Give your engine every chance to perform properly. If you become familiar with the operating requirements it will give you long dependable service. Check the alignment of the engine to the propeller shaft after the boat is first placed in the water. If you are in doubt how to proceed, write the factory for special service bulletin.
Add the necessary lubricating oil to the engine. The quantity is dependent upon the angle of installation and whether your engine is a direct or reduction drive model. Fill the oil base with 4 to 5 quarts of good grade SAE 30 detergent oil or until the dipstick shows full. The dipstick is located just forward of the water pump on the reverse gear housing. Check the oil level after the engine has been operated for a short time.
Check choke control to make sure choke valve fully closes. Then push choke back to normal position and make sure choke butterfly in carburetor fully opens. Check throttle control to make sure it provides for full movement of the throttle lever from idling position to fully open position.
Reversing gear controls must allow the clutch to lock in forward position and also into reverse position. Restricted or partial engagement will cause undue wear. Reversing gears and reduction gears are lubricated by the engine oiling system. Fuel like must be connected to fuel pump located just forward of reversing gear on carburetor side of the engine. A hand primer is provided to fill the fuel bowl for initial start. Use 5/16" copper tubing for fuel line.
An unrestricted water supply must be provided. Use a ½" through hull fitting with scoop forward. Locate scoop where it will have a supply of water at all times regardless of running position or rough seas. Water pump has 3/8" suction and manifold has 3/8" water outlet. Use non-collapsable hose for suction side.
Figure 1.Exhaust pipe is 1-1/4" iron pipe size. It should be installed without sharp bends and slop downward to its outlet to discharge water. The connection for discharge water should be at least 4" below the bottom of the manifold exhaust flange opening. See Figure 1.
Suggestions before starting your new engine:
CAUTION: ENGINE IS SHIPPED LESS OIL. FILL WITH SAE 30 CLASS A DETERGENT OIL BEFORE STARTING.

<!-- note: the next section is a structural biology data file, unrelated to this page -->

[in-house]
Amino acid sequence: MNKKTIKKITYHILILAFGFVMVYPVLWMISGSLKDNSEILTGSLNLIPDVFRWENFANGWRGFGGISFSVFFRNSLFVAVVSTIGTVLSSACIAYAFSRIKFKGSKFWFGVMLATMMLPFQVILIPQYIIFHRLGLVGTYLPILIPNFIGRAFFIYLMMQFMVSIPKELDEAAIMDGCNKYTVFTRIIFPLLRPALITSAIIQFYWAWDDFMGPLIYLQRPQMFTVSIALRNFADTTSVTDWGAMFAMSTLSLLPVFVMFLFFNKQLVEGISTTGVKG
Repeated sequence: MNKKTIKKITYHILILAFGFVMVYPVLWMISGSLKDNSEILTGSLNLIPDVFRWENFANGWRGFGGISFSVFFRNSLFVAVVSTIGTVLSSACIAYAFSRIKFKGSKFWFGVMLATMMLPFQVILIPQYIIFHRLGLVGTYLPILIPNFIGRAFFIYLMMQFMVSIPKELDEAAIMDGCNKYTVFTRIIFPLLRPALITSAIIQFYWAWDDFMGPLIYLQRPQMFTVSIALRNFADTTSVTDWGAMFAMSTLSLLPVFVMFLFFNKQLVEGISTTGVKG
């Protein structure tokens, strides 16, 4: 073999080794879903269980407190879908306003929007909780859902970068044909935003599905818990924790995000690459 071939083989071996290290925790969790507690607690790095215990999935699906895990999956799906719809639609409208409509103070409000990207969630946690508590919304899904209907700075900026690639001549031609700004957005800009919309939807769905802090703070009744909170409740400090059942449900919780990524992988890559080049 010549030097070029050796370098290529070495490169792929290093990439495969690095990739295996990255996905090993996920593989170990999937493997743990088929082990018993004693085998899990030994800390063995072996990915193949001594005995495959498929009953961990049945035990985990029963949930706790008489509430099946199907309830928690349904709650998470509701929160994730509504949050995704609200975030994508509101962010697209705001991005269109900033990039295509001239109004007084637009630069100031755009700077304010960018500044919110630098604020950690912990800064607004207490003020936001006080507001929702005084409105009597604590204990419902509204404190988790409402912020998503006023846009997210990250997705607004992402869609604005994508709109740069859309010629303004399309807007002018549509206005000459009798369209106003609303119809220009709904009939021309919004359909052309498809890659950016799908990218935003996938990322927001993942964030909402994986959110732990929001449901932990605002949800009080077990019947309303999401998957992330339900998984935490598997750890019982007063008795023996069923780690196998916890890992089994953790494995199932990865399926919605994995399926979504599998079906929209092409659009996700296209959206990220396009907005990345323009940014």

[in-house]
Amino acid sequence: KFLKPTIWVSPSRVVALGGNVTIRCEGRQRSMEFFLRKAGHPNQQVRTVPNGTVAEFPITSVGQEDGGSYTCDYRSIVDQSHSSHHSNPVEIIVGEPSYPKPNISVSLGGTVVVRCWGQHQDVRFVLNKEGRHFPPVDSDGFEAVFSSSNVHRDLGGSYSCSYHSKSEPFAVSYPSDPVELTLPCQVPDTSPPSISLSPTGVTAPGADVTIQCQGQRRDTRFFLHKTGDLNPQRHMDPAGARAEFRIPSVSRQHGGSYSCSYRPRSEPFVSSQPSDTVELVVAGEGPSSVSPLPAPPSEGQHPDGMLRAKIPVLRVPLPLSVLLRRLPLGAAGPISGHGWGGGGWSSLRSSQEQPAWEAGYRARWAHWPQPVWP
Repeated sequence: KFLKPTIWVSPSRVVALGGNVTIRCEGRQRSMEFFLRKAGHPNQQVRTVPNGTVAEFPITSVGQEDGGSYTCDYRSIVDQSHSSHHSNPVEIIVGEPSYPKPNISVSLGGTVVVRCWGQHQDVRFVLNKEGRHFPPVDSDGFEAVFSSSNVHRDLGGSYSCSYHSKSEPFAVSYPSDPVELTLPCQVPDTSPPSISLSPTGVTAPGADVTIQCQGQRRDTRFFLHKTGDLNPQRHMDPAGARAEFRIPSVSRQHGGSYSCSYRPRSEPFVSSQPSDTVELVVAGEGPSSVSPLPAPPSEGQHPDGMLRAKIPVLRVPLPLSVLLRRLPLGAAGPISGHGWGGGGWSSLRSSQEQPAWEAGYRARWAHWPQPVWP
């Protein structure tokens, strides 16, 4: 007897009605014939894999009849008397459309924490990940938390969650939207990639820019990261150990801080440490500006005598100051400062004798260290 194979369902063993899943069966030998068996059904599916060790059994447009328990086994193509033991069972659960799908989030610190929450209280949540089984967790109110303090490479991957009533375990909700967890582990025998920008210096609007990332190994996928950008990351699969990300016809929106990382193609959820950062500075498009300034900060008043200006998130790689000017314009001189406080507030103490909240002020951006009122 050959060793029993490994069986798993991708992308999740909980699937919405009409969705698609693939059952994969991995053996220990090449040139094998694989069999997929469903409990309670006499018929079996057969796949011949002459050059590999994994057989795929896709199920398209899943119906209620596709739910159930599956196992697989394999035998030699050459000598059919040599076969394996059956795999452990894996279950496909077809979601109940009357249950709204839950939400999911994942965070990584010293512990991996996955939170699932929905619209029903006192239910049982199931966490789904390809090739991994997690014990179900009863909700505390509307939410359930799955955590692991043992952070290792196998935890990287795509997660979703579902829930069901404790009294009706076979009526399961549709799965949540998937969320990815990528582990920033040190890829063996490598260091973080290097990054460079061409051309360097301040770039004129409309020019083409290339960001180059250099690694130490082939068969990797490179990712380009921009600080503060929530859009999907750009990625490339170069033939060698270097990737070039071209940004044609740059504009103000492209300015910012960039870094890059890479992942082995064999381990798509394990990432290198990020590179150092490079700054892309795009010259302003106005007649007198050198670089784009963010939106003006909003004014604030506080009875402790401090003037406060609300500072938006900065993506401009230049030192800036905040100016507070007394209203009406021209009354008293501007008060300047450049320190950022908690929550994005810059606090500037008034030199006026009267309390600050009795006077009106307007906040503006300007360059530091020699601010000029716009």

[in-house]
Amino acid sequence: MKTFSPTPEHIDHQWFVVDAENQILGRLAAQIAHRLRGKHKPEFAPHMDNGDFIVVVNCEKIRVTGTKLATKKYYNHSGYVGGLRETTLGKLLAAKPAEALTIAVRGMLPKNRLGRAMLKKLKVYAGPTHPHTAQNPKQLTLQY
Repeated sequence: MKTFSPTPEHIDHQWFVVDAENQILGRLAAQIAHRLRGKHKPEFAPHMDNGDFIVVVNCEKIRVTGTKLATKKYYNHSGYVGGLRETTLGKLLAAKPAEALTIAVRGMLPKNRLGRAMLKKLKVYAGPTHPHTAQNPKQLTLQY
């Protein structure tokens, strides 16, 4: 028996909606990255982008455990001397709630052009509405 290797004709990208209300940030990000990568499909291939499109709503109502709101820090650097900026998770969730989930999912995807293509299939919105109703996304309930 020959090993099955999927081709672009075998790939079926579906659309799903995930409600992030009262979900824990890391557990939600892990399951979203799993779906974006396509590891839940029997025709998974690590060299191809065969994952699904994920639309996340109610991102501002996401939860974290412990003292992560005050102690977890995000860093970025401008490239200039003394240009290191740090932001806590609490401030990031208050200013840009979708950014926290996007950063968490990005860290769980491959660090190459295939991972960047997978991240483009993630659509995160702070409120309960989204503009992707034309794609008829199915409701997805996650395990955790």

Ventilate engine compartment by opening hatches and starting blower fans if you have them.
Check fuel supply and make sure fuel lines are tight. Any fuel seepage or leaks should be corrected before you attempt to start engine.
Check all electrical connections. A wiring diagram for your particular model is included in this book. Ground is negative. Ground terminal should be attached to engine block.
Do not allow flames or sparks near battery openings. Gases produced during normal charging are explosive.
Make sure water pump is lubricated with water pump grease.
Starting you new engine:
1. Clutch lever should be in neutral position.
2. Fill fuel pump bowl using the hand primer on the fuel pump.
3. Place throttle lever at ¼ open position.
4. Pull out choke rod.
5. Turn on ignition and start engine.
6. As soon as engine starts, gradually push in choke lever until choke valve is completely open.
7. Run engine at idling speed of 600 to 1000 rpm.
8. Check oil pressure - 45 to 55 pounds when engine is cold. Check oil after about 10 minute of running. Add oil to bring level to full mark if needed.
9. Check cooling system and make sure water pump is operating by checking water out of exhaust pipe. Temperature indicated on gauge should gradually go up to 140-160 degrees.
10. If oil pressure or water flow (or operating temperature) is not normal, stop engine at once and check installation to correct problem.
11. When shifting into forward or reverse position, engine should be running at 600-1000 rpm.
After the break-in period a good cruising speed for sail boat installations is about 2000 RPM or about 80% of the maximum engine speed obtainable.
61 Series - 1967 and before
2 Main Jet
3 Main Dis. Jet
4 Well Vent
5 Idling Jet
6 Idling Needle Valve
7 Throttle Plate
8 Idle Discharge Plug
9 Throttle Shaft
10 Restriction Bushing
11 & 11A - Pick up tube
12 Throttle stop screw (Not Illustrated)
13 Pick-up Tube metering orifice
14 Main jet adjustment
15 Idle fuel channel
16 Idle air channel
If the adjustments have been altered, start with a standard setting, which is:
1, Throttle stop screw - 1-1/2 turns (to right) from fully closed position of throttle plate (7).
2. Idling needle valve (6) one turn open (to left) from seat.
3. The main jet adjustment (14) 2-1/2 turns open (to left) from seat.
If the engine, after running satisfactorily, suddenly ceases to perform properly, look over the intake manifold and the carburetor flange gaskets, throttle, choke and fuel connections. Make sure that throttle and choke valves open and close correctly and that fuel enters the carburetor in a free and steady stream. Do not change carburetor adjustments until other causes of trouble have been investigated.
Changes in adjustment should be necessary only with change in fuel or climate.
Before making any adjustments, warm up the engine thoroughly so that the intake manifold feels warm to the hand.
IDLE AND LOW SPEED ADJUSTMENT
Close the throttle slowly until desired idling speed is reached.
Turn idling needle valve (6) gradually to right and left until the engine runs steady and as fast as this throttle position will permit.
Turning the idling needle valve to right (in) makes the mixture richer, to left (out) makes the mixture leaner.
If a satisfactory adjustment cannot be obtained, examine the idling jet (5) and the idle discharge plug (8) to make sure that dirt or water does not obstruct the free flow of the moisture through these parts.